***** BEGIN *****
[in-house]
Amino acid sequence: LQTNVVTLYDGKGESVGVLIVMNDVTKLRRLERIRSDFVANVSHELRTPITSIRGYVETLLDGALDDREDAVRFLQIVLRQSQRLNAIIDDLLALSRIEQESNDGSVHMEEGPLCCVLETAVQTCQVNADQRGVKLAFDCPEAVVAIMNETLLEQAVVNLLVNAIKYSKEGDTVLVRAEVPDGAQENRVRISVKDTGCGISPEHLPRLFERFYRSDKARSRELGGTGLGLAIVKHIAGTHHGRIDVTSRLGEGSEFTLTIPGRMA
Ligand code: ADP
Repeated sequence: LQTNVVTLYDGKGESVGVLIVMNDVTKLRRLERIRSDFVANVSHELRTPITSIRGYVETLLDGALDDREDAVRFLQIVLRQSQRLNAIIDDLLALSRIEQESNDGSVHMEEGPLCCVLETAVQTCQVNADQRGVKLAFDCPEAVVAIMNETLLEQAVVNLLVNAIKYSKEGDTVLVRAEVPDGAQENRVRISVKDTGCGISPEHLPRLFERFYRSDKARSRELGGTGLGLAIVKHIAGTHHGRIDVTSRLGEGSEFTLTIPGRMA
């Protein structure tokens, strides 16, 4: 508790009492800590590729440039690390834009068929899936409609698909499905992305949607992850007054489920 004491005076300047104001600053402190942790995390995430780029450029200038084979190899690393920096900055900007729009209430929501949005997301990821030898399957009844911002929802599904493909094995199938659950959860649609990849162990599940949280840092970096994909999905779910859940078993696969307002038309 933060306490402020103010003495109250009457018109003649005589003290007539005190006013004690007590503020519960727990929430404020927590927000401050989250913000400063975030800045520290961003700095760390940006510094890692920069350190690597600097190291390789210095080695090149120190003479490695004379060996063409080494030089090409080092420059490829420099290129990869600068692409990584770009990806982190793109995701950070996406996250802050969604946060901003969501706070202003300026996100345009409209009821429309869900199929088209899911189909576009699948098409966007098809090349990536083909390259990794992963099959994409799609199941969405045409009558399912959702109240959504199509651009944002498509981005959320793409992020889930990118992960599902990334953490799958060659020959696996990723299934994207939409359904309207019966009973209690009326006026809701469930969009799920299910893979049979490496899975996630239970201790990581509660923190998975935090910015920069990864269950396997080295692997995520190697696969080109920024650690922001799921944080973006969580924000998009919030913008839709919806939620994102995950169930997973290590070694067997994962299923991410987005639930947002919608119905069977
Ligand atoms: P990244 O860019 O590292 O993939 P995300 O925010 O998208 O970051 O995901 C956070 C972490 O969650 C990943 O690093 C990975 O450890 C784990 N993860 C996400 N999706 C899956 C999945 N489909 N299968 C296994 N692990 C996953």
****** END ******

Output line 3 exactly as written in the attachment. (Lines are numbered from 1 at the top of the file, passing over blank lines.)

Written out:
Ligand code: ADP